How Screen Time is Affecting Your Child, and What to Do About It

Kids are drawn to screens—whether TV, tablet, phone, or computer—like moths to a flame. And it would be tough to find a parent who hasn’t handed over a screen of some sort to keep their child occupied. Like most things in life, a little is fine; but if your child is spending a chunk of time each day glued to a screen, you need to make some changes.

children using screensDesigned for Learning

Children’s brains are built to learn. And that learning goes beyond academics; it includes how to interact with other people, how to control impulses and emotions, and even skills of physical coordination like running and balancing. If your child is spending time every day with screens, instead of reading books or playing, then that learning is not going to be as robust or diverse as it should be to help your child grow and develop. Think of time spent in front of screens as practice or learning time; that means lots of screen time teaches kids how to be good at interacting with screens, when they should be learning and practicing lots of other skills, too.

Changes Are More Than Skin Deep

Screen time can change your child’s brain. We know now that when children spend excessive amounts of time with screens, it affects their how they process information. Kids who are plugged in regularly struggle with controlling their impulses, have trouble making decisions, have a tougher time paying attention than their peers, and often don’t sleep well. Lack of deep sleep creates a whole list of other problems for kids; none of them are good for them or their development.

That Ship Has Sailed

If you already have a screen addict on your hands—which is probably true for most of us—here’s what you can do to get a handle on the situation and help your child make good use of his time.

What Parents Can Do
 Set and enforce screen time limits. Explain your concerns to your child, and agree on specific daily limits. Then follow through.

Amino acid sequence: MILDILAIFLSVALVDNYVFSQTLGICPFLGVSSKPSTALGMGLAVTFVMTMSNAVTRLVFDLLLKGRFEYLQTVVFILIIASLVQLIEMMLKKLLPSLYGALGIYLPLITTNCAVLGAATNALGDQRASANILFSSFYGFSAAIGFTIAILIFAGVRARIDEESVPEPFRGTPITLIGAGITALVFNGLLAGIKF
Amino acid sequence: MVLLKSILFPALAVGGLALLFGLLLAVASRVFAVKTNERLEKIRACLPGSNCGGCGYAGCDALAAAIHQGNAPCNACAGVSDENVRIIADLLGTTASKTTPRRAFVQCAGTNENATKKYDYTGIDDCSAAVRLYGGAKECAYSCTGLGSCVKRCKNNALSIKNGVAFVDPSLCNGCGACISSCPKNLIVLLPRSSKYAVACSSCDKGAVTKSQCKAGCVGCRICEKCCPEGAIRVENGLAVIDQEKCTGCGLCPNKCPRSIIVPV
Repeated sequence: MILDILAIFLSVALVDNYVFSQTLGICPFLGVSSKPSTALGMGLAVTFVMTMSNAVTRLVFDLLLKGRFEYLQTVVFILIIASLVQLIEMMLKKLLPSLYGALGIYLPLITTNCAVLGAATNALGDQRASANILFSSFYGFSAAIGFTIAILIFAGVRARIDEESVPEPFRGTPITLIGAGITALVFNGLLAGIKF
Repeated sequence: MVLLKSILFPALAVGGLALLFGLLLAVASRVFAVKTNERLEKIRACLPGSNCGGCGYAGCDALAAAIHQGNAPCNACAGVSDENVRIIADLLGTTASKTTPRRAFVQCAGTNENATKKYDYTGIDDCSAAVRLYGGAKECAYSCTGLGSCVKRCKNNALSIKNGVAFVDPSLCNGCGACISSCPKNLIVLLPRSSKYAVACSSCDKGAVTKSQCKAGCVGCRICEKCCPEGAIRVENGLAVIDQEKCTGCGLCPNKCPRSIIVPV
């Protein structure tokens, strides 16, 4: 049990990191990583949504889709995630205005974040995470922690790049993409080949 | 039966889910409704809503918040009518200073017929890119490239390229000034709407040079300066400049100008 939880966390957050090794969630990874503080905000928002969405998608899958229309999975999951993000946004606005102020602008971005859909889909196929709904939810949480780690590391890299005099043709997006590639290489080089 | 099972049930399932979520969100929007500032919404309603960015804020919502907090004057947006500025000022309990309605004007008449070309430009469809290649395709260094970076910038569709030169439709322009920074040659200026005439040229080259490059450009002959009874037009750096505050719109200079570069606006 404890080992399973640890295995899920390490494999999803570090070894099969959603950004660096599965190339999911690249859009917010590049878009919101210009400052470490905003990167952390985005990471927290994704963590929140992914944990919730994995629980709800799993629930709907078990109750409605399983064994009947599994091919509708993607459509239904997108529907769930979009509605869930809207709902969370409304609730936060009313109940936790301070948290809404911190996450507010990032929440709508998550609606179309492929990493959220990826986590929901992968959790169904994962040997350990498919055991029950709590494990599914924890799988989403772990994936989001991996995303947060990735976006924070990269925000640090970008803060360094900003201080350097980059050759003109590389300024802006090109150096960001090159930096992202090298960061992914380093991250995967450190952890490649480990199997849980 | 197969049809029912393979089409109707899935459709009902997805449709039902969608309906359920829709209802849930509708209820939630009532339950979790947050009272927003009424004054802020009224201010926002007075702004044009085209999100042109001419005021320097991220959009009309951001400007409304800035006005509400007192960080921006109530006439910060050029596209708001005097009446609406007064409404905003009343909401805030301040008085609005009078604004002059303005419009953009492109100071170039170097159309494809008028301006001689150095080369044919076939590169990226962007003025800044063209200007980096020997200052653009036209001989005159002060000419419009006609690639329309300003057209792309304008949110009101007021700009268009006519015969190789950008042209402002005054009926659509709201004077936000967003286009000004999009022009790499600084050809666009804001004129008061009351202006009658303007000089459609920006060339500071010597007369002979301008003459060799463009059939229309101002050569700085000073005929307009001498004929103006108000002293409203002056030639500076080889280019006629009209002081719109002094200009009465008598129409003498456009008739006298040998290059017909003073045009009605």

Think about the time of day your child is using screens. The blue light that comes from our devices triggers the brain to wake up. Limit screen time before bed to help your child get more restful sleep; don’t allow it for at least an hour before bedtime.
 Consider using screen time as a reward or consequence. Most kids really value screens. You can have kids earn their daily screen time by completing homework, chores, etc., offer bonus screen time as a reward, or take away screens for a day or two as a consequence for bad behavior.
 Use technology to help. Parental control settings on most versions of the Kindle Fire, apps for download on iPads, iPhones or Android devices, and other similar tools will help you manage and enforce your child’s usage. Don’t rely on yourself to monitor your child; it’s too easy to get busy and not realize that another hour of screen time has slipped by.
 Help kids develop other interests. Involve them in sports or cooking, help them find great books they love, set up play time with their friends (and limit screen time during play dates, too).
 Model screen-free behavior. If you’re preaching to your kids about screens and then spending hours scrolling through Facebook, texting, or playing games on your phone—your message is going to flop. (You might be surprised by your own habits; an app called Checky will monitor your own phone usage and show you how many times you check your phone. It can be an eye opener!)
All Apps Are Not Created Equal

Use screen time wisely. All apps are not created equal. Help your child choose apps that will give them good educational experiences. Check out some of the recommendations at Common Sense Media to help you find great learning apps for kids. And don’t miss out on Hooked on Phonics for some great resources that will engage your kids in reading and learning. Spending screen time on educational activities helps your child learn while they enjoy their tech time.


Dunckley, Victoria L. “Gray Matters: Too Much Screen Time Damages the Brain.” Psychology Today, February 27, 2014.

Uhls, Yalda T., Michikyan, Minas,  Jordan, Morris, Garcia, Debra, Small, Gary W., Zgourou, Eleni, Greenfield, Patricia M. “Five days at outdoor education camp without screens improves preteen skills with nonverbal emotion cues.” Computers in Human Behavior on Science Direct. Vol. 39, October 2014, Pages 387–392.


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